Don't Trust Sidney Crosby with Your Car Keys
The savior of the Pittsburgh Penguins is not the kid you think he is.
Sidney Crosby is a lot of things. He’s ruthlessly competitive while simultaneously devoid of an ego. He is a wine connoisseur who spends flights to and from arenas playing videogames with goalie Marc-Andre Fleury. He is a taskmaster at practice who just so happens to play pranks on his teammates in the middle of the night.
As human beings, we have an insatiable desire to want to know our heroes. Even when it hurts, like this past spring when we got a bit too close to Ben Roethlisberger. In Pittsburgh, the impossible task of getting to know Sidney Crosby has become sort of a pastime. When a photo leaked to the Internet of a snoring Crosby cuddling with the Stanley Cup in the wake of Penguins’ 2009 championship, we reacted like tweens who just witnessed Miley Cyrus giving Justin Bieber a piggyback ride through Ross Park Mall. The smallest peek behind the curtain triggered a voyeuristic conniption.
Yet every time there’s a camera in his face or a bouquet of microphones running hot, Sid simply charms us to death with aw-shucks humility and Downy-soft media-speak. He’s so normal it befuddles us.
He is seemingly everything to everyone. But the real Sidney Crosby is a lot more interesting.
In October, Pittsburgh magazine sat down with Sid to discuss his childhood, his role as a captain and his forays into locker room espionage.
Sid the Spy
Dec. 14, 2009–Mellon Arena
The coup is working like it was masterminded by Danny Ocean. The Penguins just wrapped up a morning practice at Mellon Arena when a few of the boys decide to extract a measure of revenge on strength and conditioning coach Mike Kadar for his tyrannical workout regimens. The ever-mischievous Max Talbot, winger Pascal Dupuis and defenseman Jay McKee have hatched a brilliant scheme, but they need a trustworthy, straight-faced double-agent to secure the coveted jackpot: the keys to Kadar’s SUV.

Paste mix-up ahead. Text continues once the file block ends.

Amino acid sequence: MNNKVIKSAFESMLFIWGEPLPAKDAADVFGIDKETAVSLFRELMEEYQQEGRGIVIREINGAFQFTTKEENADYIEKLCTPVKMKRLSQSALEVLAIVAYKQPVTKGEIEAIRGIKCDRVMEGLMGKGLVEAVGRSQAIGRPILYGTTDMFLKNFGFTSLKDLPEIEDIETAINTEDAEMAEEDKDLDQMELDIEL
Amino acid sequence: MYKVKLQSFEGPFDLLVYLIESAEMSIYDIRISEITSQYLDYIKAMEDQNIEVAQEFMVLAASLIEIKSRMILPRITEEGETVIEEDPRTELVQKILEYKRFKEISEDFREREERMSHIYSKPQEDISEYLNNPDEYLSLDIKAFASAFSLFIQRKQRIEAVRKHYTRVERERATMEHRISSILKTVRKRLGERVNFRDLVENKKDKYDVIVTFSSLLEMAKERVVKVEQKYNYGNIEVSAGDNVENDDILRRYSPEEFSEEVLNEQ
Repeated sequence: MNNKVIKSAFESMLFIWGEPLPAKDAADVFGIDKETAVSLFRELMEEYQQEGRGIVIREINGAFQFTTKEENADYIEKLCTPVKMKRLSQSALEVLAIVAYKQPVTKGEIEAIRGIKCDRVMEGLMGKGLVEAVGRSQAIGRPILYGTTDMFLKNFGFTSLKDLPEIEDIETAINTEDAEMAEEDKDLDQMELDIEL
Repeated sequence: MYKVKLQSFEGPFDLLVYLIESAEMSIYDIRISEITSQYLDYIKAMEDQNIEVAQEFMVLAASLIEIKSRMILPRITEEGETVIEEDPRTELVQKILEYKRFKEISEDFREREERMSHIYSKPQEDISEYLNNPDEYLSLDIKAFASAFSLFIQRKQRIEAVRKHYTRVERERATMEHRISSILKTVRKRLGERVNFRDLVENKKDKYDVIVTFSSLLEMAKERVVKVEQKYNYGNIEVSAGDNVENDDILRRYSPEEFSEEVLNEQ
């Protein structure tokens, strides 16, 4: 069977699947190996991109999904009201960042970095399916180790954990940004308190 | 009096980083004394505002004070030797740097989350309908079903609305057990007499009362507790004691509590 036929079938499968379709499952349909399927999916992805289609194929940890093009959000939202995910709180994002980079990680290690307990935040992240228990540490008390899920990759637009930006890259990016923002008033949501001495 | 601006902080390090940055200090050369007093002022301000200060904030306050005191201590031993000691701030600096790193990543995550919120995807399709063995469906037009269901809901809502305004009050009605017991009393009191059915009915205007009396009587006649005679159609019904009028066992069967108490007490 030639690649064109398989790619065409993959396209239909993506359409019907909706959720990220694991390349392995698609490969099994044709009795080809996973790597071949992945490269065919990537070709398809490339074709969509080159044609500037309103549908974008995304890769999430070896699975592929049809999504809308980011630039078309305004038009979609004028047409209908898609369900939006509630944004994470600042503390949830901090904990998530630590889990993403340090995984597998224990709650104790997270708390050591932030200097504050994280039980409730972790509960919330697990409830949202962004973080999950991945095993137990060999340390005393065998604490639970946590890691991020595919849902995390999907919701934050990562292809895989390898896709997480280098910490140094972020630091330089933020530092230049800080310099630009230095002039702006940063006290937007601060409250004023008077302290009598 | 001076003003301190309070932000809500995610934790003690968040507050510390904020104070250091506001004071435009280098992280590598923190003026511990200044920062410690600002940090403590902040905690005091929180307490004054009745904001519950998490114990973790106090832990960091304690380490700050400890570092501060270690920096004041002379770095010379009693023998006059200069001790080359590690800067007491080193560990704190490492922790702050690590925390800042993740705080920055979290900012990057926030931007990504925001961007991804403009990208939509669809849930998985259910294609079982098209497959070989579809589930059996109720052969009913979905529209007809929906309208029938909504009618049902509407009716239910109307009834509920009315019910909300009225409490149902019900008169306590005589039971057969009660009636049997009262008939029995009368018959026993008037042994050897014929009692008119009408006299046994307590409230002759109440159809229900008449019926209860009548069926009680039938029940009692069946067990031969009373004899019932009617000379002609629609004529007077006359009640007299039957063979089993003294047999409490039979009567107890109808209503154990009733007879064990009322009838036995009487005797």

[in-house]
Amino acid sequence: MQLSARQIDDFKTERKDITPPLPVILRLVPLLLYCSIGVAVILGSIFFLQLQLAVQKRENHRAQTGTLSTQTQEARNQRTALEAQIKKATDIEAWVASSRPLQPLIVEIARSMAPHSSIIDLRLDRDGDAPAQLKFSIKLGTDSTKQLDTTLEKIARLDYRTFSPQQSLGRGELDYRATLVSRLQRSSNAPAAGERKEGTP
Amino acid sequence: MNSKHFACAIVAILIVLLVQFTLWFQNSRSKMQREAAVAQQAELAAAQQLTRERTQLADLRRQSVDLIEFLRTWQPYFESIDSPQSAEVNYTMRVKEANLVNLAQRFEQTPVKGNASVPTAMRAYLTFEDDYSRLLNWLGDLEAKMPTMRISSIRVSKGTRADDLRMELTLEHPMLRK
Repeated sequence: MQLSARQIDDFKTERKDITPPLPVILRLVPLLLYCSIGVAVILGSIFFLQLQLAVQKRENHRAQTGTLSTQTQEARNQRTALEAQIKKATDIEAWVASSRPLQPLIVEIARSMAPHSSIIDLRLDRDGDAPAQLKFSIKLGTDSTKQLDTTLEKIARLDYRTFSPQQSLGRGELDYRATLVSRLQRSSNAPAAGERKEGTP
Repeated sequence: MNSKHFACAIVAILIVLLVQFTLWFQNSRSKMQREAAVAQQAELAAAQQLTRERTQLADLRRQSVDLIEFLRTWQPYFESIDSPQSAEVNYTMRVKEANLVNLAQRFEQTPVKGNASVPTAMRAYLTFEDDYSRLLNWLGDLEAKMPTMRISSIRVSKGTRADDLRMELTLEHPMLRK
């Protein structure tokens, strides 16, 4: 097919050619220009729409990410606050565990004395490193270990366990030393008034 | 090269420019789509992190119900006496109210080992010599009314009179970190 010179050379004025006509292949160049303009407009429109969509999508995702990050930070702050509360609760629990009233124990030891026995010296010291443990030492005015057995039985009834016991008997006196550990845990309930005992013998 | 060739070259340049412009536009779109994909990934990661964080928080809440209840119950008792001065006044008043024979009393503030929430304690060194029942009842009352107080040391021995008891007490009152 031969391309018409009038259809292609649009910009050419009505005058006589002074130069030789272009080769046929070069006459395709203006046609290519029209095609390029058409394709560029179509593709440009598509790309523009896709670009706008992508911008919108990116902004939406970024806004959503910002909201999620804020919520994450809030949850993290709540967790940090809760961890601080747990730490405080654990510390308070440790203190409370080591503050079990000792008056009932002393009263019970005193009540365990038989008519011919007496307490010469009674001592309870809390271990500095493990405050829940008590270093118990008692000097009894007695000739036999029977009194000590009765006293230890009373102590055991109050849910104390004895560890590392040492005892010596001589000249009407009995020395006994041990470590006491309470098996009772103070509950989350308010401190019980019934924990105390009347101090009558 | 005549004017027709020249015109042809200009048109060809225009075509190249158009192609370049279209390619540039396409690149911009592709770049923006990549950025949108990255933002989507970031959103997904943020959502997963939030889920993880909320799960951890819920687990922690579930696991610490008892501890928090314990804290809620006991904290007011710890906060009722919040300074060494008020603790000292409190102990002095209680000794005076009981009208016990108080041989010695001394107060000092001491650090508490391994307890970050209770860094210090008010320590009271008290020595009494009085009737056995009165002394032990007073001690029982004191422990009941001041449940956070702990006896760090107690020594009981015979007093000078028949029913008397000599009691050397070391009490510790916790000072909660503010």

Who better than The Kid?
After getting dressed, Talbot, Dupuis and McKee hurry out to the staff parking lot for the crucial drop-off. Right on time, a security guard appears from a side-door and discretely hands over a bag containing the secret weapon. Moments later, Sid the Kid emerges from the players’ entrance and tosses Kadar’s stolen keys to Dupuis, who hastily opens the sunroof. With McKee standing on top of the car holding the weapon of mass destruction, Talbot capturing the moment on his camera-phone, Dupuis laughing like a stoned frat boy and Sid walking away discreetly like nothing ever happened, the gang unleashes their coup on drill sergeant Kadar: thousands of packing peanuts flood the SUV.
“Packing peanuts?” Crosby says now with a sly grin. “Oh, I don’t know what you’re talking about.”
As the youngest captain in the history of the NHL to win the Stanley Cup, Crosby knows that his work ethic sets the tone in the locker room. His hustle at practice is relentless, and his instructions to teammates ceaseless. But he also knows when to take the pressure off.
“When we’re on the road, pranks are just part of the lifestyle in the hotel,” Crosby says. “One time, we had somebody take a bunch of alarm clocks and strategically hide them in [former teammate] Ryan Whitney’s room. One was under the bed, one was behind the TV and they were set for like 2:30 in the morning. It was harmless, but, obviously, he was pretty shocked when the alarms went off in the middle of the night. It took him a long time to find the one behind the TV.”
Crosby learned everything he knows about being a leader from his former landlord, Mario Lemieux.